Harry Potter and the Sorcerer's Stone
Directed by Chris Columbus
Review by Matt Heffernan <email@example.com>
It may be a little belated, but this review isn't too late. The first Harry Potter film is still going strong after several weeks, and should keep on earning well into 2002. And if the world could wait three years for this film to come out, my readers could wait a few weeks more.
For those of you who have been thus far unexposed to the phenomenon, here is the basic premise. Harry Potter (Daniel Radcliffe) is a boy that finds out after his eleventh birthday that he is a wizard. Not only that, but he is a very famous and presumably powerful wizard, as he had survived an attack from the evil wizard Voldemort, who killed both his parents when he was a baby.
He leaves his muggle (non-wizard) guardians behind and enrolls as Hogwarts, Britain's top academy for young wizards and witches. This film depicts his first year there, in which he makes friends with Ron Weasley (Rupert Grint) and Hermione Granger (Emma Watson), becomes a star quidditch (a sort of airborne cross between basketball and polo) player, and saves the school from dark forces.
Along for the ride is an all-star British cast playing the Hogwarts faculty and the other adults in Harry's life. For those who read the book, it seems perfectly obvious that Maggie Smith should play McGonagall, Alan Rickman play Snape, and Richard Harris be the only choice for Dumbledore. Of course, Robbie Coltrane was born to play Hagrid, and it's an immense pleasure to see John Cleese play Nearly Headless Nick. If these character names don't mean anything to you, then you are obviously not between the ages of 9 and 12.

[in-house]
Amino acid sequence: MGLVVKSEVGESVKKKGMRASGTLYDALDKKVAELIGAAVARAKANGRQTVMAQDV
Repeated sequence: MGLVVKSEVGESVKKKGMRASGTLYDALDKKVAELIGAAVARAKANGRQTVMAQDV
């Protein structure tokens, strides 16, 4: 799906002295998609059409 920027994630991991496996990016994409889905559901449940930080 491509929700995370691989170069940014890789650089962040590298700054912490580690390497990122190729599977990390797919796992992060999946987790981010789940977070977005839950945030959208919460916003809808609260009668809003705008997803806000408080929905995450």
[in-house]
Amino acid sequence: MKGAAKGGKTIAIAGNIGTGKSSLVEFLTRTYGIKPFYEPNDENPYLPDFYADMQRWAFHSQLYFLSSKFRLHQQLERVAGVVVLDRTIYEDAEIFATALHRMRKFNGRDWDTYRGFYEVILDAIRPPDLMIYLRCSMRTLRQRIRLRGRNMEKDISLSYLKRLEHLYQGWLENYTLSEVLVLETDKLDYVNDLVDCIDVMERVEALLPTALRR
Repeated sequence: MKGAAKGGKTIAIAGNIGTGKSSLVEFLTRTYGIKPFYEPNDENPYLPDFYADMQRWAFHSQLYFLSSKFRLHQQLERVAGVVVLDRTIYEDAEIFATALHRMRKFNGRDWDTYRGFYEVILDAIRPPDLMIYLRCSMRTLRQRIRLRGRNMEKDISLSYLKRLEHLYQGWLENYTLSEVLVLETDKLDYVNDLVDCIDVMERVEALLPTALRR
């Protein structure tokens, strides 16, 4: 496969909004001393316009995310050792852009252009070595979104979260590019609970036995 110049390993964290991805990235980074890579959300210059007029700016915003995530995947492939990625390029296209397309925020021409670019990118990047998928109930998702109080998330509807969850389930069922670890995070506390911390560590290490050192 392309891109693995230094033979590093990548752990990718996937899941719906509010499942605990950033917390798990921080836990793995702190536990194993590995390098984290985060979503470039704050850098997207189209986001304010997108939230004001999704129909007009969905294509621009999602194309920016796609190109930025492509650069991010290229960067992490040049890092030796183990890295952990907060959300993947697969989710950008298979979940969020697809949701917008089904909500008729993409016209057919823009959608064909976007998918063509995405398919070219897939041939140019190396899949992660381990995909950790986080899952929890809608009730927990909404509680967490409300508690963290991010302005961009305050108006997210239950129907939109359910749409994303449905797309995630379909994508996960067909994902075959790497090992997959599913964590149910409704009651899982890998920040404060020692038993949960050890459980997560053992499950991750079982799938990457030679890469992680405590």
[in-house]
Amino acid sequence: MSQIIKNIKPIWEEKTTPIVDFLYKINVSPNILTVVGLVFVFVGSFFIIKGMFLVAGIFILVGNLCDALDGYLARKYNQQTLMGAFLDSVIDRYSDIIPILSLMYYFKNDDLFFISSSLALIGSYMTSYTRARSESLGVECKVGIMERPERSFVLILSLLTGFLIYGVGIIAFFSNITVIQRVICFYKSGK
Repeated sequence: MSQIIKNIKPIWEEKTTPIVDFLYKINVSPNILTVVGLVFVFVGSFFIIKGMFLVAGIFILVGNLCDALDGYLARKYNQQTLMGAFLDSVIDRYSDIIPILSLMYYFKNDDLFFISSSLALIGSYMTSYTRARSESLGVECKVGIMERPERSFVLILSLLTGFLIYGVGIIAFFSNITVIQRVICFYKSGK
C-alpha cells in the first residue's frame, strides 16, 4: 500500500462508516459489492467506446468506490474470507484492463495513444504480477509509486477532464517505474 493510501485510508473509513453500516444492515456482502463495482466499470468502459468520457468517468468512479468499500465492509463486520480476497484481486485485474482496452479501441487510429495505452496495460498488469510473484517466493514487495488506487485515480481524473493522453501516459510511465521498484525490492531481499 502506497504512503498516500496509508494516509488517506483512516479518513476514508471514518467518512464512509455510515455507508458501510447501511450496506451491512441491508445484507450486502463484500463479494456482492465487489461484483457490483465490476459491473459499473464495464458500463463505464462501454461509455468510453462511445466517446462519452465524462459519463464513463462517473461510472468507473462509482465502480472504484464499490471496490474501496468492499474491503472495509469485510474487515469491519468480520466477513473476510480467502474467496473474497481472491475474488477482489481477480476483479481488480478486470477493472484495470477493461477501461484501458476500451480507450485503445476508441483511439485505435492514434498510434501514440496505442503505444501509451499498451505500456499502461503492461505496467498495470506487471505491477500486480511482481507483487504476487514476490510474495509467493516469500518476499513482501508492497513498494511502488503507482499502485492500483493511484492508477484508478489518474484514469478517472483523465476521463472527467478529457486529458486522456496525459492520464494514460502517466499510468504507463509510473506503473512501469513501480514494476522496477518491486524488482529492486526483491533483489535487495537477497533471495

However, this phenomenon has touched all ages, including jaded film critics who eagerly awaited the film as much as any child who had read the book. It's a wonderful story that is brought to life in exquisite detail by director Chris Columbus. It stays so true to the book that the screenplay is merely a transcription of the book's dialogue, which brings the total running time to a whopping 152 minutes.
Don't let the length scare you, though. It goes by quickly, and keeps the whole family entertained. Some more sophisticated readers of the book (read: adults who like to pick apart children's literature) will notice that there is no artistic value added by the film adaptation, and that to get a full sense of the story, one needs to read the book. Of course, that is true with almost any filmed novel, but this film in particular is more of a straight translation than a creative adaptation.
Of course, most kids won't quibble on these fine points. I envied the children sitting in front of me at the screening. They were the perfect age for the film, if a little young for the books. They waved their straws in the air as if they were magic wands, conjuring the film's magic by themselves. Meanwhile, there were a couple of muggles behind me who needed to have a conversation throughout the film. Apparently, the man had read the book, and felt it necessary to explain everything to the woman. Although judging by her side of the conversation, she needed the explanation. Luckily, most children are brighter than adults who talk in movie theatres.
For more information, go to the Internet Movie Database:
Harry Potter and the Sorcerer's Stone (2001)
Video Pick of the Week
Guide to Star Ratings
Review © 2001 Matt Heffernan